[A^1/mu_n] —> A^1

given by z maps to z^n on the covering A^1 of the stack. This is an isomorphism everywhere except over 0 where we get as stack theoretic fiber the algebraic stack [Spec(k[z]/(z^n)/mu_n]. One of the many cute things about this example is that if you look at the canonical morphism

[Spec(k[z]/(z^n)/mu_n] —> [Spec(k)/mu_n]

then the push forward of the structure sheaf corresponds to the regular representation of mu_n. I suggest we compare this with the fact that the push forward of the structure sheaf via the morphism Spec(k) —> [Spec(k)/mu_n] corresponds to the regular representation as well. For me this signifies that [Spec(k[z]/(z^n)/mu_n] is really a “single point”. Another fact is that if you consider the inverse of the morphism above, namely

A^1 – {0} —> [A^1/mu_n]

then the corresponding mu_n-torsor over A^1 – {0} is a generator of H^1_{fppf}(A^1 – {0}, mu_n). There are more canonical and coordinate independent ways of formulating these properties, which we leave to the reader…

Now I think that for any smooth separated algebraic stack over a field of characteristic zero having generically trivial stabilizer this is the only kind of jump that happens in codimension 1. (Haven’t proved it. If you add the condition that the stack is Deligne-Mumford then this is easier to prove.) In characteristic p > 0 there are many other finite groups that can occur as jumps in codimension 1. This is true for example because large finite p-groups act faithfully on k[[t]] if k is a field of characteristic p; the simplest action being perhaps the action of Z/pZ given by t maps to t/(1 + t). Note: Z/pZ is very different from mu_p in characteristic p.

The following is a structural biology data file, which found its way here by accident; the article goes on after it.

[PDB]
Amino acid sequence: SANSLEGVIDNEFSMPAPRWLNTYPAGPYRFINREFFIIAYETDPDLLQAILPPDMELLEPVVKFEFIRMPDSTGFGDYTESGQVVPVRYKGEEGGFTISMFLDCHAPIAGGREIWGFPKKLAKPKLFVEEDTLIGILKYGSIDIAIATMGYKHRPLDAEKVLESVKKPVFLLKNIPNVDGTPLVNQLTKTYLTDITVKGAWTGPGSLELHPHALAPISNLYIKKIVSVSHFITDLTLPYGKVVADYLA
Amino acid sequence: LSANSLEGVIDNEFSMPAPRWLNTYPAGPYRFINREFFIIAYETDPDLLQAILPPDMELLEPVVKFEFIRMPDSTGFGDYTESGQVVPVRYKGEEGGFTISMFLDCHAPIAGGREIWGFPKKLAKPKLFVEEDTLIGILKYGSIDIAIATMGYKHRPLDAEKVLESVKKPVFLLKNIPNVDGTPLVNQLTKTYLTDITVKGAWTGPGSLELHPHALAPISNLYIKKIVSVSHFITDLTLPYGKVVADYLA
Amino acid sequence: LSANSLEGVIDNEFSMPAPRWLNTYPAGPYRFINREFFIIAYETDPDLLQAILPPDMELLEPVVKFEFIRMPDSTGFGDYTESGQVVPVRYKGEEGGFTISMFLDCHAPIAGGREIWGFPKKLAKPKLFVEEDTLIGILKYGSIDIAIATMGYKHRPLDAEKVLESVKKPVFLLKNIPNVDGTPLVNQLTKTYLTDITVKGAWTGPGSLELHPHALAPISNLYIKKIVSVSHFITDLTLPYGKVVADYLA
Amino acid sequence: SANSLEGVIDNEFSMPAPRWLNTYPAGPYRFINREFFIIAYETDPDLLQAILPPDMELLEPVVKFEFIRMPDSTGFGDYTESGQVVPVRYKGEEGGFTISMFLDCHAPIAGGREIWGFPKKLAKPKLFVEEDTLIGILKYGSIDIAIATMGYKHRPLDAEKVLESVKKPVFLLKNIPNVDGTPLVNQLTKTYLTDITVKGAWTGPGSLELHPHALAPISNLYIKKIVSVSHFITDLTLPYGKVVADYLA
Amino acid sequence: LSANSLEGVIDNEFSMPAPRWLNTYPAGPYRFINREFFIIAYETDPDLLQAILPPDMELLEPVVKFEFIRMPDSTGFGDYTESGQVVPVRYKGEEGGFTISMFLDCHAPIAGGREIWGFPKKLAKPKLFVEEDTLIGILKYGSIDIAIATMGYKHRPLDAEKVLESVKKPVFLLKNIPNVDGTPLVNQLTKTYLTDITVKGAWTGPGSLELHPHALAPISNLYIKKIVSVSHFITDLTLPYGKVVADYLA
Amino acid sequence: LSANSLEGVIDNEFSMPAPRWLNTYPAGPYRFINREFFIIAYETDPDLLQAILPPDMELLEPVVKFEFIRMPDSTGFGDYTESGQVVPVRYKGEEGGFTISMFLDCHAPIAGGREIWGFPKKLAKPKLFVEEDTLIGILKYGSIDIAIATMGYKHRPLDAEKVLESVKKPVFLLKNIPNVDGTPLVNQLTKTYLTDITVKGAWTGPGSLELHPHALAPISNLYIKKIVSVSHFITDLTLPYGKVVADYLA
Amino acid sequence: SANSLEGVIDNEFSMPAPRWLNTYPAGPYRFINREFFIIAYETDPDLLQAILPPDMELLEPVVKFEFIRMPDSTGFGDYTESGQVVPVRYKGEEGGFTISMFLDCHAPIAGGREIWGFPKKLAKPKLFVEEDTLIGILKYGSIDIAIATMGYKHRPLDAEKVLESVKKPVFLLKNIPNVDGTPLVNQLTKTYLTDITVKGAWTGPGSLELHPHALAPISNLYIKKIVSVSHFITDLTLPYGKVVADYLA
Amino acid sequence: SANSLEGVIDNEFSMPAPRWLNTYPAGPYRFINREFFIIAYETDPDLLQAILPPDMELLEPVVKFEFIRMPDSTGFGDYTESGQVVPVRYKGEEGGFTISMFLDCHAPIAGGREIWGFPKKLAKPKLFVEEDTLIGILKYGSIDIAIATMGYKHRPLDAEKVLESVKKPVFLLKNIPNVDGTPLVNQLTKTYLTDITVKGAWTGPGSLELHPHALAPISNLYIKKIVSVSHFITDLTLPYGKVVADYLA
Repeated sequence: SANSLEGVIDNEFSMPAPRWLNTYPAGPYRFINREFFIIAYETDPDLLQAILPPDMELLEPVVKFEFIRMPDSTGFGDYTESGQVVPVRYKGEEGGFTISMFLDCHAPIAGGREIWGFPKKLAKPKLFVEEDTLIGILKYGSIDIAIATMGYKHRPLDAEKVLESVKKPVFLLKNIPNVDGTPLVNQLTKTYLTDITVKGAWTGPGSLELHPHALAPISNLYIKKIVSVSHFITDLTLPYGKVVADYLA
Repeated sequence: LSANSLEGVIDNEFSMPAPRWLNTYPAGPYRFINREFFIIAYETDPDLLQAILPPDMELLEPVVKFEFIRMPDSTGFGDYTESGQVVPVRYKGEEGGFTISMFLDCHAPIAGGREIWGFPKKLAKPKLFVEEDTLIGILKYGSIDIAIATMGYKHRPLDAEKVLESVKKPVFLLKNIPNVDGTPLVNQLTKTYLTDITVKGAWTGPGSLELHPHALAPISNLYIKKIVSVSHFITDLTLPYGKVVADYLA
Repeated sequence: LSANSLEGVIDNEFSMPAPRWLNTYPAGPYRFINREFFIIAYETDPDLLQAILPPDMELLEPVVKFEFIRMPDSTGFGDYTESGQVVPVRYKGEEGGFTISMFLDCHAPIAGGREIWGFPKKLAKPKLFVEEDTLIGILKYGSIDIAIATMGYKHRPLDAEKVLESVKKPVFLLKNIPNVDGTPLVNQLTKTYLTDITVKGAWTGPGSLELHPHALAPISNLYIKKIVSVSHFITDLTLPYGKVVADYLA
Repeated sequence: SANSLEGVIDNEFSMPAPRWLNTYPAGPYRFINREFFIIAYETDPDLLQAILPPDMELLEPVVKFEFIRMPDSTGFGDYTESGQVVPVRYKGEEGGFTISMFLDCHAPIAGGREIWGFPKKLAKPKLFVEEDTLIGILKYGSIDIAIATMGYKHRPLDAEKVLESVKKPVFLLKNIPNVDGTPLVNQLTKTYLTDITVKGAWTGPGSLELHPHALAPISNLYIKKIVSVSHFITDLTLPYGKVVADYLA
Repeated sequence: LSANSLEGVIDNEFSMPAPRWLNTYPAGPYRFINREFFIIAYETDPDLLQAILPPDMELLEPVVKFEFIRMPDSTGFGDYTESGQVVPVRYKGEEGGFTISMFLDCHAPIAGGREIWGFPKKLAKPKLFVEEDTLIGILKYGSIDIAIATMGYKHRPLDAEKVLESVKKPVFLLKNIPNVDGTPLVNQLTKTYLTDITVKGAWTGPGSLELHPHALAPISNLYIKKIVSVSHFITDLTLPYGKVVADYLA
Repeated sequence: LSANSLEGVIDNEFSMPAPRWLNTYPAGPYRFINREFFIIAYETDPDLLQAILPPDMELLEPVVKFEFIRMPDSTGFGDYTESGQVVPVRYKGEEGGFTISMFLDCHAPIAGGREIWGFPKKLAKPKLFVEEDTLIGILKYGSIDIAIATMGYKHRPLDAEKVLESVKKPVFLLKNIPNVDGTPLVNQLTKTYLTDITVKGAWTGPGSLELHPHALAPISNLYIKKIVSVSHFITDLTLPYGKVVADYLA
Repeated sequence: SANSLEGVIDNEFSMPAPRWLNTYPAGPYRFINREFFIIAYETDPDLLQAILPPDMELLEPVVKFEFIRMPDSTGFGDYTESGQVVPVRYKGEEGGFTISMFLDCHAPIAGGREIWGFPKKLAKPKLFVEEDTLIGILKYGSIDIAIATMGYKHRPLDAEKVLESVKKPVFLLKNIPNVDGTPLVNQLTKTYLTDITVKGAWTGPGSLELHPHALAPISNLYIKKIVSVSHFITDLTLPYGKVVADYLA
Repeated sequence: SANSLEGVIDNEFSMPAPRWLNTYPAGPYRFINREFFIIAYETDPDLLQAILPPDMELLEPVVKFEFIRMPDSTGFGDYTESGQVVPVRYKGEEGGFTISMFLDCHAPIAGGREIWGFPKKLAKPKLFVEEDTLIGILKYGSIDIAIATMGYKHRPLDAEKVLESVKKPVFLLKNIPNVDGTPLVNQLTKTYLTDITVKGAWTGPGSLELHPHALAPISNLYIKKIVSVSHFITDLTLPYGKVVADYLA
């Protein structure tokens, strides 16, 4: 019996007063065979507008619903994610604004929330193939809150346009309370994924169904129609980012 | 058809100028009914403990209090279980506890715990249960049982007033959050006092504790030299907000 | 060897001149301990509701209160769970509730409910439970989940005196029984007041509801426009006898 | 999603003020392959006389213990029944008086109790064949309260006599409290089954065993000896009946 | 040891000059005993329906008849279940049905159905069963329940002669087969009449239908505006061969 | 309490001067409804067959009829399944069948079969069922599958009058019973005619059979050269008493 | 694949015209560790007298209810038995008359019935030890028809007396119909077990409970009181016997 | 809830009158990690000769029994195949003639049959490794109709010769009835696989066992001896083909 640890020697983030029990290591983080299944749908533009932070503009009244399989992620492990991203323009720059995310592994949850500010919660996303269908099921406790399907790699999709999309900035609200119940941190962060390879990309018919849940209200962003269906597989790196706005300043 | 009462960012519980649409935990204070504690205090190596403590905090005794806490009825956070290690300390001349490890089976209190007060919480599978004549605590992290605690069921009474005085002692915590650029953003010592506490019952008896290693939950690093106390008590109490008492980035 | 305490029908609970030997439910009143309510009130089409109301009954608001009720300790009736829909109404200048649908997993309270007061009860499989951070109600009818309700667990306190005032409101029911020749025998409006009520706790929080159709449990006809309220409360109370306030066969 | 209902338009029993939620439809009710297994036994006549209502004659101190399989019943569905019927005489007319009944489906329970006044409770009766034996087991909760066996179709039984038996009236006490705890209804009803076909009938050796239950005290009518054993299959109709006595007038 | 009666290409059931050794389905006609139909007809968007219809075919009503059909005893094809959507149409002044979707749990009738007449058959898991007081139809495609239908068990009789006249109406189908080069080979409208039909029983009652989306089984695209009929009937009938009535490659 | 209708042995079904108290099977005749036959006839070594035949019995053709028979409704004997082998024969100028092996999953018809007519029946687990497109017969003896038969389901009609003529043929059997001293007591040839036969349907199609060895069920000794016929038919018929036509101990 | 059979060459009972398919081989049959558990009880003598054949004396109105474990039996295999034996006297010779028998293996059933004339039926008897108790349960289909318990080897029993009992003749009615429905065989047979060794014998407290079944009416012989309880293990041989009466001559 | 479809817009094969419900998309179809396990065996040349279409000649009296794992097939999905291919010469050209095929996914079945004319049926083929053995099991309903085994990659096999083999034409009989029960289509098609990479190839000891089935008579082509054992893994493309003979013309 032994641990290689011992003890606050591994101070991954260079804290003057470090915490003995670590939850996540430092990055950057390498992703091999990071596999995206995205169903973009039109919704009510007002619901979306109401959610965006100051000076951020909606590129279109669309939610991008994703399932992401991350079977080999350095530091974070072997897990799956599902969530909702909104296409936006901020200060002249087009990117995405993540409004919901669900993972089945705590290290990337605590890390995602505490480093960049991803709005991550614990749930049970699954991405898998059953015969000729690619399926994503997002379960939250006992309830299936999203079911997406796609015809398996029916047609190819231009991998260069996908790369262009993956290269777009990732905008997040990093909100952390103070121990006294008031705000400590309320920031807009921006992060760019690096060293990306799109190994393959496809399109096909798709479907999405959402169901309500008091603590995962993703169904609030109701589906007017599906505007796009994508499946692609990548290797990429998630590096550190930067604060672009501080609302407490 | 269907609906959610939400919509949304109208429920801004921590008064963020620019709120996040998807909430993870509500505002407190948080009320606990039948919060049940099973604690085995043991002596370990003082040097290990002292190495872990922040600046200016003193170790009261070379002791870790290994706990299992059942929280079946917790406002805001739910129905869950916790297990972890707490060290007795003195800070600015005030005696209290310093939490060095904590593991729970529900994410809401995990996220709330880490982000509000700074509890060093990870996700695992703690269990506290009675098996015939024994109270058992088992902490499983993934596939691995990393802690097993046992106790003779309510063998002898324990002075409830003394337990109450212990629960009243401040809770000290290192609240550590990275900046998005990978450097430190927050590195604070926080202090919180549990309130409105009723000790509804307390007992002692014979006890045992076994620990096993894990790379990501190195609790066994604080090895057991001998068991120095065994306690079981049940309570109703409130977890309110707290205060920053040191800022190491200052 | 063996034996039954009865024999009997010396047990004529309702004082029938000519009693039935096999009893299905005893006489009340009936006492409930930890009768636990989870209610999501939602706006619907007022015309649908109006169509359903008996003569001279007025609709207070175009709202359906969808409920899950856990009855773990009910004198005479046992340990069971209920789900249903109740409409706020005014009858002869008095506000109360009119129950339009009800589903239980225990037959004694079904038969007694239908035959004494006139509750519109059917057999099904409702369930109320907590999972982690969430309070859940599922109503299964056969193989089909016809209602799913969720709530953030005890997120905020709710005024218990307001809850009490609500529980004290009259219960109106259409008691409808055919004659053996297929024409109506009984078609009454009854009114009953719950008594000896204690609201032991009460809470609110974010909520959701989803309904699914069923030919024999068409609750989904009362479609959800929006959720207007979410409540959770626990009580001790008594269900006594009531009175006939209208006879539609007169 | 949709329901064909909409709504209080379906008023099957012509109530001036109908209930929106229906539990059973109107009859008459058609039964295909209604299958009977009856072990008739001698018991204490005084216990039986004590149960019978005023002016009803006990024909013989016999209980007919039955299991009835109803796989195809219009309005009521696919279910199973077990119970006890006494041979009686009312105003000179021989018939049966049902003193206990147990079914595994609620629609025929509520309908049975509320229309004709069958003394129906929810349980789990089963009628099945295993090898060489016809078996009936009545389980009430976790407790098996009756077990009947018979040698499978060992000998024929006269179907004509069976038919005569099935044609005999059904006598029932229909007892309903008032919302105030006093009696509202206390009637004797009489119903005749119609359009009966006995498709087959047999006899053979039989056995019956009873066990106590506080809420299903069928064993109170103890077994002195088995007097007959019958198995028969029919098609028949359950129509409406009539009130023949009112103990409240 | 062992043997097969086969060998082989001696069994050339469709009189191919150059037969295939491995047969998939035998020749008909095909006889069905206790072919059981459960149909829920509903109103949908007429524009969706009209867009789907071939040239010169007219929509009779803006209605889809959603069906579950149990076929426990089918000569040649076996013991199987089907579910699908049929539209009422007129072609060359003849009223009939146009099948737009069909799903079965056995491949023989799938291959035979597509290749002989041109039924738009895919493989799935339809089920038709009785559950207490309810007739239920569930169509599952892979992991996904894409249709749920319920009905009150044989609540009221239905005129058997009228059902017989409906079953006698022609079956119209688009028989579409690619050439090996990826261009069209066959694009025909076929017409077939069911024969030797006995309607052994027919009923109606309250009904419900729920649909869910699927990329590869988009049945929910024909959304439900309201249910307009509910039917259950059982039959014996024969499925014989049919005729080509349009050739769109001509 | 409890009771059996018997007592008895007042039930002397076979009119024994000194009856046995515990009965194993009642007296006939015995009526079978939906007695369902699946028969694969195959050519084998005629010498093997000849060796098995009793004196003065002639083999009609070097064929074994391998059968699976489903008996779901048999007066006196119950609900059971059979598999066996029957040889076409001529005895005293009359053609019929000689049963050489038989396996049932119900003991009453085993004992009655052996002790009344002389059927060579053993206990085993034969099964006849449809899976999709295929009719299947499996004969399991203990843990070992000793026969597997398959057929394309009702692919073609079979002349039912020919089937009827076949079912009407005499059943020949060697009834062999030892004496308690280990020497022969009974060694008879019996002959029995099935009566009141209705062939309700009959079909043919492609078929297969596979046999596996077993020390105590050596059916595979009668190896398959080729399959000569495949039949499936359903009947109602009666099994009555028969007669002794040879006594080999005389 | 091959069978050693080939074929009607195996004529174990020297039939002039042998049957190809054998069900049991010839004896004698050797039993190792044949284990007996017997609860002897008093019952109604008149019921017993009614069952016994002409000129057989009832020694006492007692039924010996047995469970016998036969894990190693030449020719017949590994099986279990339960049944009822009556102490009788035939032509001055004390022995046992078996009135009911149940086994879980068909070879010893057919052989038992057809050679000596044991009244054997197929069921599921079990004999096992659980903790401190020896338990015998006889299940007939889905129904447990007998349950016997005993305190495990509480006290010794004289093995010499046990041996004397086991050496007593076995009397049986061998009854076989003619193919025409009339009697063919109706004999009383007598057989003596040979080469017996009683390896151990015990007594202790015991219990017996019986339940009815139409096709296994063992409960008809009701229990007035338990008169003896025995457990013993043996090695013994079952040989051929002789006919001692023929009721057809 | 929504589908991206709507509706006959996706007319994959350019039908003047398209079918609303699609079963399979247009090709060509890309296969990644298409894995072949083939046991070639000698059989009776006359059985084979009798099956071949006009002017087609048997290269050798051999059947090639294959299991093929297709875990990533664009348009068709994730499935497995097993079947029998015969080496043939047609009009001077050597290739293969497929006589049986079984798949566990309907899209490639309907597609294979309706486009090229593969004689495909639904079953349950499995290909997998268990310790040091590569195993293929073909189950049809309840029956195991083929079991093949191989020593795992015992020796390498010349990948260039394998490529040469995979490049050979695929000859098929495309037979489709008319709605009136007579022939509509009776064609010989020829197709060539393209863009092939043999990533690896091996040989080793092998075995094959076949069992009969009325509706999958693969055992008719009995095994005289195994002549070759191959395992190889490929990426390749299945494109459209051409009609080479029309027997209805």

If we look at still smooth but not necessarily separated algebraic stacks (back in characteristic zero) then many other jumps of automorphism groups happen in codimension 1. Here are some examples:

  1. The stack [A^1/G_m] gives an example where G_1 = {1} and G_0 = G_m.
  2. The stack [symmetric bilinar forms/GL_n] gives an example where G_1 = O(n) and G_0 is an extension of G_m x O(n – 1) by an n-1 dimensional additive group.
  3. The stack [skew symmetric bilinear forms/GL_{2n}] gives an example where G_1 = Sp(2n) and G_0 is an extension of GL_2 x Sp(2n-2) by an 2(2n – 2) dimensional additive group.
  4. The stack M_1 of genus 1 curves gives an example where G_1 is an elliptic curve semidirect Z/2Z and G_0 is an elliptic curve semi-direct Z/6Z.
  5. The stack \bar M_1 of generalized genus 1 curves gives an example where G_1 is an elliptic curve semidirect Z/2Z and G_0 is G_m semidirect Z/2.